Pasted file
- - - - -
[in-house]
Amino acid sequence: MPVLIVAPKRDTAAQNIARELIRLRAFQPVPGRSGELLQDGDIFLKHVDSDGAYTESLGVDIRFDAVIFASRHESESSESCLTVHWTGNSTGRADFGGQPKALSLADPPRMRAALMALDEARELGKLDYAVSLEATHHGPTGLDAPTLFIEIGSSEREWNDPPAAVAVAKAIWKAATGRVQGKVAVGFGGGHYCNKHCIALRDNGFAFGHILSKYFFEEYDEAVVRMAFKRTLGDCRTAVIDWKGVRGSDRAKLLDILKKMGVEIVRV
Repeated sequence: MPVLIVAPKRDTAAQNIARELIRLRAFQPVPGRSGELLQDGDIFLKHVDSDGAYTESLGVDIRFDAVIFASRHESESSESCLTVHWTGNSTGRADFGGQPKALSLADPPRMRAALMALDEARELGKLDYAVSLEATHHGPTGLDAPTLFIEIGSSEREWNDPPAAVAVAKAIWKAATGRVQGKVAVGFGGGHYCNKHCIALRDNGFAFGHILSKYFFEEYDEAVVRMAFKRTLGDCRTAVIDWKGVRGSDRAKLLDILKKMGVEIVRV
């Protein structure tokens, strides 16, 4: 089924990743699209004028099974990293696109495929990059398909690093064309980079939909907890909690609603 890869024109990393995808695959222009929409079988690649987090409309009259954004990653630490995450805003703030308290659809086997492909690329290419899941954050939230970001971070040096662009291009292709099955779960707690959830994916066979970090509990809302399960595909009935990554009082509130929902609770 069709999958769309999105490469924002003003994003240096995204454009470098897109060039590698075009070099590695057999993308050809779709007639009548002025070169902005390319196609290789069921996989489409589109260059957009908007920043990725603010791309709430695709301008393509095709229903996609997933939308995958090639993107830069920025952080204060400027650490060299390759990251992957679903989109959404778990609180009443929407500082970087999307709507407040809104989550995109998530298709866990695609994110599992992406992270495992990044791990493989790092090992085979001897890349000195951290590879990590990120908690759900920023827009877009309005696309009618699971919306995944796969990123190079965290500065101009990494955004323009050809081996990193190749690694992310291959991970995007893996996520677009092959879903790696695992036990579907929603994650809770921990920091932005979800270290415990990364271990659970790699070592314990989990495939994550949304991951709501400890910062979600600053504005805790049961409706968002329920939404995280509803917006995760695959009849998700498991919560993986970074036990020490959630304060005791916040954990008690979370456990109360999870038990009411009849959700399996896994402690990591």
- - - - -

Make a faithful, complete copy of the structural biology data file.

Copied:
[in-house]
Amino acid sequence: MPVLIVAPKRDTAAQNIARELIRLRAFQPVPGRSGELLQDGDIFLKHVDSDGAYTESLGVDIRFDAVIFASRHESESSESCLTVHWTGNSTGRADFGGQPKALSLADPPRMRAALMALDEARELGKLDYAVSLEATHHGPTGLDAPTLFIEIGSSEREWNDPPAAVAVAKAIWKAATGRVQGKVAVGFGGGHYCNKHCIALRDNGFAFGHILSKYFFEEYDEAVVRMAFKRTLGDCRTAVIDWKGVRGSDRAKLLDILKKMGVEIVRV
Repeated sequence: MPVLIVAPKRDTAAQNIARELIRLRAFQPVPGRSGELLQDGDIFLKHVDSDGAYTESLGVDIRFDAVIFASRHESESSESCLTVHWTGNSTGRADFGGQPKALSLADPPRMRAALMALDEARELGKLDYAVSLEATHHGPTGLDAPTLFIEIGSSEREWNDPPAAVAVAKAIWKAATGRVQGKVAVGFGGGHYCNKHCIALRDNGFAFGHILSKYFFEEYDEAVVRMAFKRTLGDCRTAVIDWKGVRGSDRAKLLDILKKMGVEIVRV
């Protein structure tokens, strides 16, 4: 089924990743699209004028099974990293696109495929990059398909690093064309980079939909907890909690609603 890869024109990393995808695959222009929409079988690649987090409309009259954004990653630490995450805003703030308290659809086997492909690329290419899941954050939230970001971070040096662009291009292709099955779960707690959830994916066979970090509990809302399960595909009935990554009082509130929902609770 069709999958769309999105490469924002003003994003240096995204454009470098897109060039590698075009070099590695057999993308050809779709007639009548002025070169902005390319196609290789069921996989489409589109260059957009908007920043990725603010791309709430695709301008393509095709229903996609997933939308995958090639993107830069920025952080204060400027650490060299390759990251992957679903989109959404778990609180009443929407500082970087999307709507407040809104989550995109998530298709866990695609994110599992992406992270495992990044791990493989790092090992085979001897890349000195951290590879990590990120908690759900920023827009877009309005696309009618699971919306995944796969990123190079965290500065101009990494955004323009050809081996990193190749690694992310291959991970995007893996996520677009092959879903790696695992036990579907929603994650809770921990920091932005979800270290415990990364271990659970790699070592314990989990495939994550949304991951709501400890910062979600600053504005805790049961409706968002329920939404995280509803917006995760695959009849998700498991919560993986970074036990020490959630304060005791916040954990008690979370456990109360999870038990009411009849959700399996896994402690990591």